Advocating to enshrine equality and climate resilience in Timor-Leste laws

A young woman is crouching within the basin of a community tap stand in a rural village of Timor-Leste. A slow stream of water is flowing from the tap above her and she is smiling at the camera as she cleans the surface with a white cloth.

A young woman conscientiously cleans a central water tap in her village in Timor-Leste (WaterAid Timor-Leste / Jerry Galea)


In Timor-Leste, public water systems and supply are governed by Decree Law No. 4/2004, which establishes “a regime of water distribution for public consumption that welcomes the traditional systems of water distribution and that regulates the responsibilities of the State in this domain.” This includes the creation of water management groups (GMFs) outside urban areas, appointed by the community, who are responsible for overseeing the supply of water.


PN-BESITL, is the national water, sanitation, and hygiene (WASH) civil society organisation (CSO) network. Supported by Australia through Water for Women, WaterAid partnered with PN-BESITL for research to understand the implementation and effectiveness of this law across rural communities. They observed:

"Water user groups are not able to function properly due to minimum support from the government, therefore, there is diminishing ownership in the community.”


Throughout Timor-Leste, around a quarter of households do not have access to safe drinking water. In rural areas, almost 20% of the population lacks access to a basic water service and more than half lacks access to basic sanitation, which jeopardises potable water supplies and ecosytems. 


Although mandated in Decree Law No. 4/2004, mechanisms to ensure GMFs can access the technical and financial support needed to ensure their functionality and viability are not clearly outlined. This is what drove WaterAid to establish an Association of GMFs (AGMF) in Manufahi and Liquiçá in 2014 and 2010 respectively. A recent review found that GMFs in these municipalities were more active than those in other parts of Timor-Leste.


PN-BESITL and WaterAid have worked with WASH CSO partners to understand the limitations of the current Decree Law. According to Januario, PN-BESITL Coordinator, these discussions found that, “the government diploma is no longer relevant with actual conditions in the community."


Collectively, the group is proposing the inclusion of three additional articles to embed within the law specific GMF support mechanisms, along with climate resilience and gender equality, disability and social inclusion (GEDSI) considerations. These align with the Water Resource Management (WRM) Framework proposed by ANAS - the national authority forwateran sanitation, and if endorsed, will enshrine climate resilience and GEDSI elements in law, as well as WASH-specific policies and guidelines.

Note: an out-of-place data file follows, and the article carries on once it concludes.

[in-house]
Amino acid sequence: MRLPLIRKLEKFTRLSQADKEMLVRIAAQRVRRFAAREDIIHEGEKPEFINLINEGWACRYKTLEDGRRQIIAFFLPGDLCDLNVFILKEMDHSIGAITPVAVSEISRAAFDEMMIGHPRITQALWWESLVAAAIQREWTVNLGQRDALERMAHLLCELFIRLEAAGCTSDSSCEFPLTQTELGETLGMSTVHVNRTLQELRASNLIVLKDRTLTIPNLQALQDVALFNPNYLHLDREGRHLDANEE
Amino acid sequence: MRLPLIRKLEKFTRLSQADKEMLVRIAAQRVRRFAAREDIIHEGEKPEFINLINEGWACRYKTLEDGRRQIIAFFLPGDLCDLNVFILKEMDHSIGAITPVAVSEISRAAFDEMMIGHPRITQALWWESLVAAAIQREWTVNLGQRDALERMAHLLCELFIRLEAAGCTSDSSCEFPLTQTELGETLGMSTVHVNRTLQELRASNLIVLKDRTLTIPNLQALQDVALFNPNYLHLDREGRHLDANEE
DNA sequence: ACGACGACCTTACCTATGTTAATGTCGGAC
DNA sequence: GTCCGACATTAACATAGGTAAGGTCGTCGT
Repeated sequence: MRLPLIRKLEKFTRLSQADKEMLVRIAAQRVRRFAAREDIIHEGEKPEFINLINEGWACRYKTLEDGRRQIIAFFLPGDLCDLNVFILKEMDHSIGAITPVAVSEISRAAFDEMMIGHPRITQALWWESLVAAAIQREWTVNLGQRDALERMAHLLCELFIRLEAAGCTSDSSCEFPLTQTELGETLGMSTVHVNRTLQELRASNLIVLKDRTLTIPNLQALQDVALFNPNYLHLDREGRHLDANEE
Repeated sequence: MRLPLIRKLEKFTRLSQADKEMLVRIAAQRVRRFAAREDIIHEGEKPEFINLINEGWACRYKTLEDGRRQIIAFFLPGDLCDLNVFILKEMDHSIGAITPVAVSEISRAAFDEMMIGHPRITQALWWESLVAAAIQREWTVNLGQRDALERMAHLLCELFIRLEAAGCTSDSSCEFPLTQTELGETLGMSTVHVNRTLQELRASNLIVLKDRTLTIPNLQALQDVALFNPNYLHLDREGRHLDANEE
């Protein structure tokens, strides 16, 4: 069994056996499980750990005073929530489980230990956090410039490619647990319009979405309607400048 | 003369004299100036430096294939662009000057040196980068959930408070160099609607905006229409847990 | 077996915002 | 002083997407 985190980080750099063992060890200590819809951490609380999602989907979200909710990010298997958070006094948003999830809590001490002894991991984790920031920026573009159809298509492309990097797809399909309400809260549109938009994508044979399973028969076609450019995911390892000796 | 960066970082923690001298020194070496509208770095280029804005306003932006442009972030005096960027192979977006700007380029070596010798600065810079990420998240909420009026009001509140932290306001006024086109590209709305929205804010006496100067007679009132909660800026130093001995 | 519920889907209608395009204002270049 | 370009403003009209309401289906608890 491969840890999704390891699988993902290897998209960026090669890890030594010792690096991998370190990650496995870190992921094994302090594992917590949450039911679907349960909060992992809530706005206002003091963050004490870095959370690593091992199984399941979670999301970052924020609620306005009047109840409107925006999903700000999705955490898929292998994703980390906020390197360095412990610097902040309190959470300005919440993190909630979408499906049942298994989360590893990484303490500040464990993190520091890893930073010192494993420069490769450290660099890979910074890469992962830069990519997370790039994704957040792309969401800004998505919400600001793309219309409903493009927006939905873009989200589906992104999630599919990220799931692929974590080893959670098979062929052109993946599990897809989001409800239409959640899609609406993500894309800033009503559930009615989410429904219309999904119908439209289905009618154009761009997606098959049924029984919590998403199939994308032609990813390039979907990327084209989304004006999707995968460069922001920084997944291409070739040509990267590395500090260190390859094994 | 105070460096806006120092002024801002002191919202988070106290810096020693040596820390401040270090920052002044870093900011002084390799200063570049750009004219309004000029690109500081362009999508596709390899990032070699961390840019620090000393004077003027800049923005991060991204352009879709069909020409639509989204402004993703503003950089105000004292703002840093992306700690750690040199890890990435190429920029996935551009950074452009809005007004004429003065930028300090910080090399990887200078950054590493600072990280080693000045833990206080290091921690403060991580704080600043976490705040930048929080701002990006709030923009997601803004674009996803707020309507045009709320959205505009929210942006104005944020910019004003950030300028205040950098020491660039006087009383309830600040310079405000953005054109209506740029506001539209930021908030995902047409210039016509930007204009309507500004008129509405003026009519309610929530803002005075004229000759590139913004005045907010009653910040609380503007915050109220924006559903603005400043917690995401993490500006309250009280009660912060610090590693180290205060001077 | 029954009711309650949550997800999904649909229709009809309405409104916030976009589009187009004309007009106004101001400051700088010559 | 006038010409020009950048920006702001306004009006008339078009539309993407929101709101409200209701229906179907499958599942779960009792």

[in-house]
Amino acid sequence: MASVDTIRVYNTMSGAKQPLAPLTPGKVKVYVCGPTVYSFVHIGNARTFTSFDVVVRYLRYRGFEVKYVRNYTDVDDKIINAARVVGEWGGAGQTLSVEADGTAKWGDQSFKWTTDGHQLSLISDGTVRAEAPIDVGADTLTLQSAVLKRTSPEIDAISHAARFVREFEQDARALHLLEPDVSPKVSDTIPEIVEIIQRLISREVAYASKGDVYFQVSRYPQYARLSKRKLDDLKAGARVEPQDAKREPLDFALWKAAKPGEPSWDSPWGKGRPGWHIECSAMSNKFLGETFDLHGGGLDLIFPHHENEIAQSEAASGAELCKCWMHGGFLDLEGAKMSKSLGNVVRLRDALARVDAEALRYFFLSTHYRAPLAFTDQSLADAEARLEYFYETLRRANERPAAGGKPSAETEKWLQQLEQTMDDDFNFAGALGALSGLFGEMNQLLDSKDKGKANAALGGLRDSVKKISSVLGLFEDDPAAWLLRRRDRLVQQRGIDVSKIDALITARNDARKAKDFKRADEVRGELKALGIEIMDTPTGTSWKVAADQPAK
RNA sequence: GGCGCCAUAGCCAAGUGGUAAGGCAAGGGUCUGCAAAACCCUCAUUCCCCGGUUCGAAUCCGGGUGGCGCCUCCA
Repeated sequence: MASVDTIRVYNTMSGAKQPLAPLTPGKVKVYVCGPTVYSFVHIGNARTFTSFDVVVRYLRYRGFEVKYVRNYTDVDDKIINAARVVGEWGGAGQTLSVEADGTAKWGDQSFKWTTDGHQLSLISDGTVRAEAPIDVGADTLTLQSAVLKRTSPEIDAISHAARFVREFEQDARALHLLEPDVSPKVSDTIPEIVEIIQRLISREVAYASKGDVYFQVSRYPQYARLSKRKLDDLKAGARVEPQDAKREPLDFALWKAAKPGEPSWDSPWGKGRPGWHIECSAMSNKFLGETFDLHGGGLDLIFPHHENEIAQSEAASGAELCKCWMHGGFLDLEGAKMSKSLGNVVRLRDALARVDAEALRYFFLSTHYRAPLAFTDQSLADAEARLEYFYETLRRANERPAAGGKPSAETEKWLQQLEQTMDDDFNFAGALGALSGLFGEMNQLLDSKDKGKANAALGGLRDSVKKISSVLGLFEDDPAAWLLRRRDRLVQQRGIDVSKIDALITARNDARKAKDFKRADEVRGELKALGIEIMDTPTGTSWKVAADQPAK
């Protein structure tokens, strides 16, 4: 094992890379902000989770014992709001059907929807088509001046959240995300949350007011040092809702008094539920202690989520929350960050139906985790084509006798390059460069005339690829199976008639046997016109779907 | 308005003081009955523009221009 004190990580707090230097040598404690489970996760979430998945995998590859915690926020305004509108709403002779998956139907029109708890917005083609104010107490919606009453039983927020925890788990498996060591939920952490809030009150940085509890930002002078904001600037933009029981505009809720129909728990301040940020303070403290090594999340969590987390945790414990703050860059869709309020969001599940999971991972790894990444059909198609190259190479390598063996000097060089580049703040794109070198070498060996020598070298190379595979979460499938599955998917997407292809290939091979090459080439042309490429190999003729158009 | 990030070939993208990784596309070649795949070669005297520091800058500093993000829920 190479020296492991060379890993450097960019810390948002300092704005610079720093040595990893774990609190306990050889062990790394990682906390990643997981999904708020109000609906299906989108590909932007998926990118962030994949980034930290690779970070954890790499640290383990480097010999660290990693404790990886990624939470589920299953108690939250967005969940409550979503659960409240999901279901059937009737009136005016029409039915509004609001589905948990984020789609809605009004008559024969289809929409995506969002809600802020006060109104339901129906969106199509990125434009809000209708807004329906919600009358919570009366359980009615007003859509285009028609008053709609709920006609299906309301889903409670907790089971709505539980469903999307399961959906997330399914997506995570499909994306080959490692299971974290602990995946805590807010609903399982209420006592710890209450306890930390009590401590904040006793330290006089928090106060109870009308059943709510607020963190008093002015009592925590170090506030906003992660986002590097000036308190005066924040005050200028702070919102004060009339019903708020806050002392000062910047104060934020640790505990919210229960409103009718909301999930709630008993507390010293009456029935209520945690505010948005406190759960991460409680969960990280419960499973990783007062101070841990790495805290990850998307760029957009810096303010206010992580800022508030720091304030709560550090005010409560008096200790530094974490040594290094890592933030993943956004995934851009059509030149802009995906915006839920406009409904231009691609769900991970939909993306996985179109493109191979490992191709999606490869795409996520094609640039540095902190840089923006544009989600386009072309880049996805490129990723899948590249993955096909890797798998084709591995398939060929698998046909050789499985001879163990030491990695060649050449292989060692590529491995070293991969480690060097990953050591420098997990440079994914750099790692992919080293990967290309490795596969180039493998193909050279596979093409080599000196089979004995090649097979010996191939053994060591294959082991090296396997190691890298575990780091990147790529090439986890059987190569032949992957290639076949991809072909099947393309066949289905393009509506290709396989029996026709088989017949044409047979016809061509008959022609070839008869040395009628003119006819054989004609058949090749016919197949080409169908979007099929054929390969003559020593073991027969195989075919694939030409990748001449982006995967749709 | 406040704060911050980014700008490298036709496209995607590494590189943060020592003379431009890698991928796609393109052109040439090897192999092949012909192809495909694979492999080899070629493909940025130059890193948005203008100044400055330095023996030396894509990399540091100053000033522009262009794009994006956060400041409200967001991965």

PN-BESITL is actively advocating for these additions and using them alongside GEDSI tools identified as appropriate for institutionalisation, to enshrine climate resilience and GEDSI within the proposed ANAS National WRM Framework, and also in water supply and management law.


Water for Women partners with WaterAid to deliver HALIRAS BESI — Strengthening connections for equality, resilience, adaptation and sustainability of WASH in the districts of Manufahi and Liquiçá. The project aims to directly benefit an estimated 18,615* people through improved access to climate-resilient and inclusive WASH by the end of this year.


*Project targets are based on partner Civil Society Organisations (CSO) baseline studies. Project targets are updated periodically in response to changes in context as appropriate. To see our latest progress towards targets, see our progress.


World Water Day is observed annually on 22 March and this year's theme, 'Water for peace', emphasises the importance of working together to balance everyone’s needs, to ensure that no one is left behind in access to clean water and safe sanitation, and to make water a catalyst for a more peaceful future. 

As the lifeblood of any community, when water is scarce, polluted, denied or usage unfairly shared, conflicts can arise or intensify. For women and girls, people with disabilities and other marginalised groups, water insecurity exacerbates inequities and has disproportionate impacts, including on their health and well-being. Water conflict also increases the risk of violence.

Throughout the world, women are at the frontlines of climate change and it's impacts on water security. With primary responsibility for meeting caregiving and household water needs, including for sanitation and hygiene (WASH), women are water experts in their communities.

Every day, women are brokering peace, driving sustainable agriculture for food security, and delivering WASH for the health and well-being of their families and communities. Women and water can lead us out of this crisis

But women cannot do it alone. As climate change impacts increase, and populations grow, we must unite to advance gender equality and accelerate progress on SDG6 - Water and sanitation for all. Everyone has a role to play in creating a fairer and more cohesive society

Throughout Asia and the Pacific, Water for Women partners are working with communities, governments, researchers, rights holder organisations, and service providers in 16 countries to deliver climate-resilient and inclusive water and WASH services for all. Together, we are accelerating progress for SDG6 for a water secure and peaceful future for all.



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